Dissecting Antonio Brown Signing With Patriots After Release From Raiders

©Uinterview Inc.

There have been more plot twists in the Antonio Brown–Oakland Raiders saga over the past few days than in any television series.

In less than one week, Brown has gone from incidents involving helmets and no-shows — incidents that escalated to the level of public spats with his general manager — to getting released by the Raiders and thus losing a guaranteed $30 million, to signing with the New England Patriots. This development is also interesting because unlike the Raiders, the Patriots are set to go deep into the playoffs.

The last three or so years have been a steady uphill climb for the Raiders until last year, when the team went through a coaching restructuring, by hiring Super Bowl-winning coach Jon Gruden and going back to the drawing board. Whichever way they were projected to go next year, the Patriots were to exceed that as heavy favorites to reach the Super Bowl again this year. Brown has now improved his situation by signing a one-year, $15 million contract with the Pats that includes a $9 million signing bonus.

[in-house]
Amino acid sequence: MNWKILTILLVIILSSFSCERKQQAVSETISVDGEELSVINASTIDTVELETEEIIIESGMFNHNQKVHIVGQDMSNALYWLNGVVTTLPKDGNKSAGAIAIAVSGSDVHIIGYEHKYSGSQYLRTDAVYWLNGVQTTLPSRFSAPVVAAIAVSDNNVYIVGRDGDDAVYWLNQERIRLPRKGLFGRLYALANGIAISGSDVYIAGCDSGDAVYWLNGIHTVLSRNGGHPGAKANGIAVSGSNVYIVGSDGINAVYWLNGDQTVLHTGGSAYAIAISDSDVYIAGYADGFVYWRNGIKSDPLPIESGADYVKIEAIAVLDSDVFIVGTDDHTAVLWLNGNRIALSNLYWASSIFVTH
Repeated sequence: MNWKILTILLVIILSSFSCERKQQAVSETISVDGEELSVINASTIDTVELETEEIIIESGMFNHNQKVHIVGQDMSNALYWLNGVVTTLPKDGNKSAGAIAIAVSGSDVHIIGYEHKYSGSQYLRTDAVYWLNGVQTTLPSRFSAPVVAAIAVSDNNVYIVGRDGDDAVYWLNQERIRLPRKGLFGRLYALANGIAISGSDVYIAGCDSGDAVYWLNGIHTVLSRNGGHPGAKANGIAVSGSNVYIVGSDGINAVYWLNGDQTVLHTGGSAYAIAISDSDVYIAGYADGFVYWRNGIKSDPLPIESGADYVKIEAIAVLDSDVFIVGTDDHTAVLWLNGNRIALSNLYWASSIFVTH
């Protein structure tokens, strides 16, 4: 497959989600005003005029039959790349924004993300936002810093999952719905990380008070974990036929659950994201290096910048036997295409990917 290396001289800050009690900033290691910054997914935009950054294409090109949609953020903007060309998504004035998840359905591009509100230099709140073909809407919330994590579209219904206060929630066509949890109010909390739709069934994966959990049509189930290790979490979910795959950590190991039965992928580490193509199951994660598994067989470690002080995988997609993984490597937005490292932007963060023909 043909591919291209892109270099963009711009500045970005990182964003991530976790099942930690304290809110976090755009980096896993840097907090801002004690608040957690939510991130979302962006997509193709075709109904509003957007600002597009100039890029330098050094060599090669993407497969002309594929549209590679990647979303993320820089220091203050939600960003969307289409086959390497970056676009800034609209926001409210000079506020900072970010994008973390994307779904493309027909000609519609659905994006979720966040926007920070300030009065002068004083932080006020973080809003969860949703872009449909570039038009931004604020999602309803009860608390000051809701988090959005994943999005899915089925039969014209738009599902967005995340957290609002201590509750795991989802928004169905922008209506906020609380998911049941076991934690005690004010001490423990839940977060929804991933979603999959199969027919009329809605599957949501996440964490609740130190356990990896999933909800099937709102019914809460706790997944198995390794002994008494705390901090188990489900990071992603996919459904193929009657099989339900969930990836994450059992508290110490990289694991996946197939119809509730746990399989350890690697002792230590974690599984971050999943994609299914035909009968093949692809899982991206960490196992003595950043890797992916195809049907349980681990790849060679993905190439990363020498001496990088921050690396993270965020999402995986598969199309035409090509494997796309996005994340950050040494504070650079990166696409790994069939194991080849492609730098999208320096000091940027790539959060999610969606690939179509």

Due to the rules, the wide receiver was not be eligible to play Sunday in the Pats’ season-opening 33-3 thrashing of the Steelers, the team that traded him to the Raiders at the beginning of the year. That’s three playoff-bound teams in less than six months.


The Patriots have a history of taking troubled players in and creating success stories out of them, like safety Patrick Chung, who was recently charged with cocaine possession. New England was also in desperate need of playmaking last year. This year, there is a chance they could be staked for quarterback Tom Brady, especially with Julian Edelman and Phillip Dorsett, five-time Pro Bowler Demaryus Thomas and off-troubled superstar Josh Gordon coming back from suspension. Now, the reigning Super Bowl champs will have Brown as well.

From locker room issues to GM issues, Brown might have forced his way into a championship ring.

Now, the Raiders have a vacancy at the receiver position — possibly for the rest of the season.